Japanese Green Tea is a wonderful drink for many reasons: In many communities it’s an affordable drink, in others it’s a component to history and/or culture. Tea is also enjoyed for its flavor and for some, the sheer complexities in flavors, processing, and approach to producing the end product. For those of us who want to enjoy a nice cup of tea, it may be the simple part of a busy morning. How many, however, deviate from our tea norms? Do you ever find yourself experimenting with tea? Why or why not?
Part of this post is to explore those questions. In the next few minutes, we are going to explore sencha and the nine ways to sweeten this incredibly common Japanese drink (see also 10 ways to sweeten your matcha). Chances are you have either tried Sencha or come across the name. Let us explore Sencha a bit further and see if there is something new to enjoy through the world of sweeteners.
1 – Honey
Honey may not be the obvious choice for many, but this fat-free sweetener may be just right. One of the great advantages of honey is that its calorie count doesn’t differ all that much from sugar, with approximately 20 per teaspoon. Honey and green tea generally is an incredibly common mix and chances are you have come across honey as a sweetener. Honey has some unique benefits as well such as fighting bad breath. It also adds antioxidants called flavonoids. Sticking with organic honey will help retain antioxidants and the vitamins and minerals often found in honey including copper, iron, and magnesium.
Apple honey flavors have been with us for an exceptionally long time. In fact, recipes that fuse apple, vinegar, and honey have likely been used for thousands of years. If you are a vegan and wish to retain the flavors of honey in your diet, apple honey may be a great option. Vegan-centric recipes often include apples, lemon, and sugar among other ingredients thereby bypassing honey. Some recipes even include dandelions! Quite sweet, this sweetener may be a healthier sweetening option.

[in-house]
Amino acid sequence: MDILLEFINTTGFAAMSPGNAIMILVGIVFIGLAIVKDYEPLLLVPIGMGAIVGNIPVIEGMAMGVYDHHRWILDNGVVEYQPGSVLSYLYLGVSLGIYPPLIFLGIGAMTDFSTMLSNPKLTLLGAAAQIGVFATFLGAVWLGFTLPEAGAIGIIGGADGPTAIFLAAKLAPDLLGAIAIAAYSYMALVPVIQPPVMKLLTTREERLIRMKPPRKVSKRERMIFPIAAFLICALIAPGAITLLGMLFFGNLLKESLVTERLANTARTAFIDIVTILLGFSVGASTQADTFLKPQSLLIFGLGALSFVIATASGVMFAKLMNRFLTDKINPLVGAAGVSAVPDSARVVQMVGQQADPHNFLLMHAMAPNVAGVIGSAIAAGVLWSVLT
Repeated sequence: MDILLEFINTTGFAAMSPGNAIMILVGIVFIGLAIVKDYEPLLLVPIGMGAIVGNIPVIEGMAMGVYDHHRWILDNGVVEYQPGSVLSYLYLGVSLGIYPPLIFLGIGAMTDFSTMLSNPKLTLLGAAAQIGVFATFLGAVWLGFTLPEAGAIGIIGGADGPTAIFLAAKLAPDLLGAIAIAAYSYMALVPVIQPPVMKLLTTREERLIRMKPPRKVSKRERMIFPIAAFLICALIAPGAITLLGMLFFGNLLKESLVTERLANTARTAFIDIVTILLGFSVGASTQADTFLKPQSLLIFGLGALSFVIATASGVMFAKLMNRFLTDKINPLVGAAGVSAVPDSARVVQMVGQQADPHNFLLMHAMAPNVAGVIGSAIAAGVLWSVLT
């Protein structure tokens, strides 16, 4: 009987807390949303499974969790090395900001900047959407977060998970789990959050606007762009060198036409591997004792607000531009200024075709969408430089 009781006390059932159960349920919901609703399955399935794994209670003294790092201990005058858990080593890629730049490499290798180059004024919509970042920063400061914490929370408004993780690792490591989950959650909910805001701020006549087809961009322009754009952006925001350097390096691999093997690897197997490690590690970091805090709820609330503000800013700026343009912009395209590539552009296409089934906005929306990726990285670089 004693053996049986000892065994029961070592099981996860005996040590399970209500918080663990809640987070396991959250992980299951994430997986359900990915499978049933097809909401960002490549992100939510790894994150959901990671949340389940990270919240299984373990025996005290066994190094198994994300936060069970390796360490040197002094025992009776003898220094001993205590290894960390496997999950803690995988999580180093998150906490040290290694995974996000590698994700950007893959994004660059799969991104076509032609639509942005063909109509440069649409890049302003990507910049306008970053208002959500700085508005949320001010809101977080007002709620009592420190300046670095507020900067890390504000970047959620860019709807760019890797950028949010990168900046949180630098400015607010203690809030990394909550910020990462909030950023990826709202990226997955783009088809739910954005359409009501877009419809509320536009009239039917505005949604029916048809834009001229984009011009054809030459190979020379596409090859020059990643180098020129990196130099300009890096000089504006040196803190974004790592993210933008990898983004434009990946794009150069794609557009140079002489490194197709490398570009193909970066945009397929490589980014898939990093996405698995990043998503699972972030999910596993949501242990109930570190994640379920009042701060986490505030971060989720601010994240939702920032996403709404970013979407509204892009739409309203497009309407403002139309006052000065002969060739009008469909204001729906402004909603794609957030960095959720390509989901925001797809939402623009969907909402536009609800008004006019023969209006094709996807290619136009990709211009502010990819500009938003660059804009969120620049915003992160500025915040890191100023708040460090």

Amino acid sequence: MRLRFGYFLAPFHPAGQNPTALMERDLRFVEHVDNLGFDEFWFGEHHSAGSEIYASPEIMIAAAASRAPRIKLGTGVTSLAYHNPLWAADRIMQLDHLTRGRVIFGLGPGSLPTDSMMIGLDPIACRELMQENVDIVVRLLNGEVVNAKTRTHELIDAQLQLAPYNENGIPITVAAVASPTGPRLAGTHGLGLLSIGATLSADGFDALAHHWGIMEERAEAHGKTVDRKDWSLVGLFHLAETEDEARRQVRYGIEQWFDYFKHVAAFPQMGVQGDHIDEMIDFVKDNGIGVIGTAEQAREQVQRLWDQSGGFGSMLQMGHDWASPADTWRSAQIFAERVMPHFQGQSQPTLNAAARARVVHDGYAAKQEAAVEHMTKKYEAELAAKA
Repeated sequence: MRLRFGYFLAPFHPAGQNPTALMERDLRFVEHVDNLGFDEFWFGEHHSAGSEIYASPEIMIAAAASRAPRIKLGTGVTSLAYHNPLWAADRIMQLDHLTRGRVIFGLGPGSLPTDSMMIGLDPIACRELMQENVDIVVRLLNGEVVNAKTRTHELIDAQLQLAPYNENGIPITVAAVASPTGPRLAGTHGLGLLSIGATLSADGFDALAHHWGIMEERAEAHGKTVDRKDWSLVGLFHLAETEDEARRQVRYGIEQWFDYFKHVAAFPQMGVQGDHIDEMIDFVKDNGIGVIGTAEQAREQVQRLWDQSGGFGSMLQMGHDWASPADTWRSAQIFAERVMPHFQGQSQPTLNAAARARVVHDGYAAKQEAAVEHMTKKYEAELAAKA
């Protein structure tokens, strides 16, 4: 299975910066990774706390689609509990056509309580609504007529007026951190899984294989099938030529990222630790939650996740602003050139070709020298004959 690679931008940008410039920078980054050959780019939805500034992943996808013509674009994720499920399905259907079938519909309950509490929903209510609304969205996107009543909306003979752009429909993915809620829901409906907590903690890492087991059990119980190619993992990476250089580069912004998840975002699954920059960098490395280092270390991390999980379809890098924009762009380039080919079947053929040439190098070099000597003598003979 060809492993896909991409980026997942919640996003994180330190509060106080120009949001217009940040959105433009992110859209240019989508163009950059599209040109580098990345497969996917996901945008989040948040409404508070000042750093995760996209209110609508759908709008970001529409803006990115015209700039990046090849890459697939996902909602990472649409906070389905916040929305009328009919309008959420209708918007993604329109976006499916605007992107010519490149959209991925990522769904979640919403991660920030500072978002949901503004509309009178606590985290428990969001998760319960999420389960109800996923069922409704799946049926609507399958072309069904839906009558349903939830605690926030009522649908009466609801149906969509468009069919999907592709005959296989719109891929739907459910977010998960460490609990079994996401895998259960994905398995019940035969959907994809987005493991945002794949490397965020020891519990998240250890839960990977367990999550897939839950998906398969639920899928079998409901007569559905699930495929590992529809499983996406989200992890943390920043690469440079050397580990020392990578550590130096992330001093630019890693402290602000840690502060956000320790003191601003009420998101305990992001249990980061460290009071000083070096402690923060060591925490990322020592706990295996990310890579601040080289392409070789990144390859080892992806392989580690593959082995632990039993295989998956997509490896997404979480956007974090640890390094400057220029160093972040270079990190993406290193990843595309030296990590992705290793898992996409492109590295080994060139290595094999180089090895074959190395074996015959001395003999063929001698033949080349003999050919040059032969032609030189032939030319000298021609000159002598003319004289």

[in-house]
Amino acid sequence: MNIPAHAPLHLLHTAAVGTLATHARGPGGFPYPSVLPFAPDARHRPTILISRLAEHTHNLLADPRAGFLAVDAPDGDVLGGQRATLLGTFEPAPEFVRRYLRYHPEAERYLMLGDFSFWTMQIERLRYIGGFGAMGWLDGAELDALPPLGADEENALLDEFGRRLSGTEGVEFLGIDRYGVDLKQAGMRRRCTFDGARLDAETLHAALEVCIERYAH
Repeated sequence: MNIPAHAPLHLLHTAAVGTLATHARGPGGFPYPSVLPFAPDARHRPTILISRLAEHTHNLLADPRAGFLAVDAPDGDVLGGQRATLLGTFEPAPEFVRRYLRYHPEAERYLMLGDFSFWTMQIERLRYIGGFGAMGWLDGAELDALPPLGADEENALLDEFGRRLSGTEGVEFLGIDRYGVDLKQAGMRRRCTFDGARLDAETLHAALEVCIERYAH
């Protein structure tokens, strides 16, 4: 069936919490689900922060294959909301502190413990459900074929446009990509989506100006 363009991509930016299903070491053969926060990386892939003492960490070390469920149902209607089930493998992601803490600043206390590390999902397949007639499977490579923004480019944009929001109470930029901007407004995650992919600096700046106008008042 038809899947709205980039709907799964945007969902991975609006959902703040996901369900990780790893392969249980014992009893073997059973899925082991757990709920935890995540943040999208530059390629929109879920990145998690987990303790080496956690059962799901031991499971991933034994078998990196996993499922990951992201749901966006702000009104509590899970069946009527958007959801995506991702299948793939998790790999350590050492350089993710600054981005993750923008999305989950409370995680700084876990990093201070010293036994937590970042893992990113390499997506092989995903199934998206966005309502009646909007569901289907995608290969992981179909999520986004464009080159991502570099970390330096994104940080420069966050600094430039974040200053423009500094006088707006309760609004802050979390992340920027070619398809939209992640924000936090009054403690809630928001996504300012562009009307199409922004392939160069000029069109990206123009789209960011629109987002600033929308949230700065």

2 – Stevia
Stevia is considered a direct sugar substitute for a reason. While it contains a slight bitterness, it generally elevates tea and acts as subtle sweetener. It has an incredibly wide application and you may find it a beneficial addition well beyond the world of tea. Many of you may be asking: Is stevia the healthy sugar alternative for my tea? Well, some of the benefits include reduced calorie intake, improved blood sugar levels, and a lower risk of cavities. However, because stevia comes in different blends and individuals may have various health conditions, it is best to research whether a given dose is appropriate for your tea. For example, while stevia may reduce blood pressure and blood sugar levels, this may in fact interfere with medication use.
3 – Light Coconut Milk
Light Coconut Milk has become quite popular recently. This nutty-yet-floral and fully-flavored sweetener is a great alternative to other sweeteners such as cow’s milk. This milk is relatively thin in consistency and has a creamy-esque texture. It does contain fat and is considered a higher-caloric sweetener within this list. However, not to be outdone by the relatively high-calorie count, light coconut milk cuts through some of the fat and includes a number of vitamins and minerals such as vitamin C, iron, magnesium, copper, potassium and others.
4 – Macadamia Nut Milk
Macadamia Nut Milk is pretty tough to ignore in the world of milks and sweeteners. Yes, you can add this pleasantly smooth and thicker milk to your tea. Many may link the flavor with almond milk. Macadamia milk is high in vitamin B1, magnesium, and manganese; however is higher in fat than other nut milks. Nut milks generally tend to also be a bit more expensive. If you are like me, the flavor is hard to beat!
Concluded in Nine Ways to Sweeten Sencha Green Tea – Part 2
Author Kei Nishida is a participant in the Amazon Services LLC Associates Program, an affiliate advertising program, and uses product images with permission